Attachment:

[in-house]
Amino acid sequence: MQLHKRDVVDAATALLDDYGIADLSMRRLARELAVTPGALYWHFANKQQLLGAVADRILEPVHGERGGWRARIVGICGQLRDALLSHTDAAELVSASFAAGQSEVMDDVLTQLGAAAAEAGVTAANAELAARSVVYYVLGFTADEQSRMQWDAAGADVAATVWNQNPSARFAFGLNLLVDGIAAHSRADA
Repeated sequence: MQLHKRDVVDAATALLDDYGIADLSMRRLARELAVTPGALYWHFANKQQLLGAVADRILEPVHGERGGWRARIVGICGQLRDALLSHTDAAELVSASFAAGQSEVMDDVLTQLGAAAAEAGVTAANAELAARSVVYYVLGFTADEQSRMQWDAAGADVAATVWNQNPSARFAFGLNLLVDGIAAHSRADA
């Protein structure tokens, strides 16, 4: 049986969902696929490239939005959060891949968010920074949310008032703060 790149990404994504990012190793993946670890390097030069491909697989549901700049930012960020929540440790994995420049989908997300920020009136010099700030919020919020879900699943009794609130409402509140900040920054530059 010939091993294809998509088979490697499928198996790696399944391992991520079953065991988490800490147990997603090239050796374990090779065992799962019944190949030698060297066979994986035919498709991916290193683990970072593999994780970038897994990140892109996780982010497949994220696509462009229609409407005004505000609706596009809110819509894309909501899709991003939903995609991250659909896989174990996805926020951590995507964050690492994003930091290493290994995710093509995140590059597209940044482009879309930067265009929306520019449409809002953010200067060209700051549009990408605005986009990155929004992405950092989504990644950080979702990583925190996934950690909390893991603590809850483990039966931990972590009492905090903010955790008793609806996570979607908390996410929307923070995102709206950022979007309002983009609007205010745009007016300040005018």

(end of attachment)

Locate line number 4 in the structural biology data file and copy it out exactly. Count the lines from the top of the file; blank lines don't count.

């Protein structure tokens, strides 16, 4: 049986969902696929490239939005959060891949968010920074949310008032703060 790149990404994504990012190793993946670890390097030069491909697989549901700049930012960020929540440790994995420049989908997300920020009136010099700030919020919020879900699943009794609130409402509140900040920054530059 010939091993294809998509088979490697499928198996790696399944391992991520079953065991988490800490147990997603090239050796374990090779065992799962019944190949030698060297066979994986035919498709991916290193683990970072593999994780970038897994990140892109996780982010497949994220696509462009229609409407005004505000609706596009809110819509894309909501899709991003939903995609991250659909896989174990996805926020951590995507964050690492994003930091290493290994995710093509995140590059597209940044482009879309930067265009929306520019449409809002953010200067060209700051549009990408605005986009990155929004992405950092989504990644950080979702990583925190996934950690909390893991603590809850483990039966931990972590009492905090903010955790008793609806996570979607908390996410929307923070995102709206950022979007309002983009609007205010745009007016300040005018």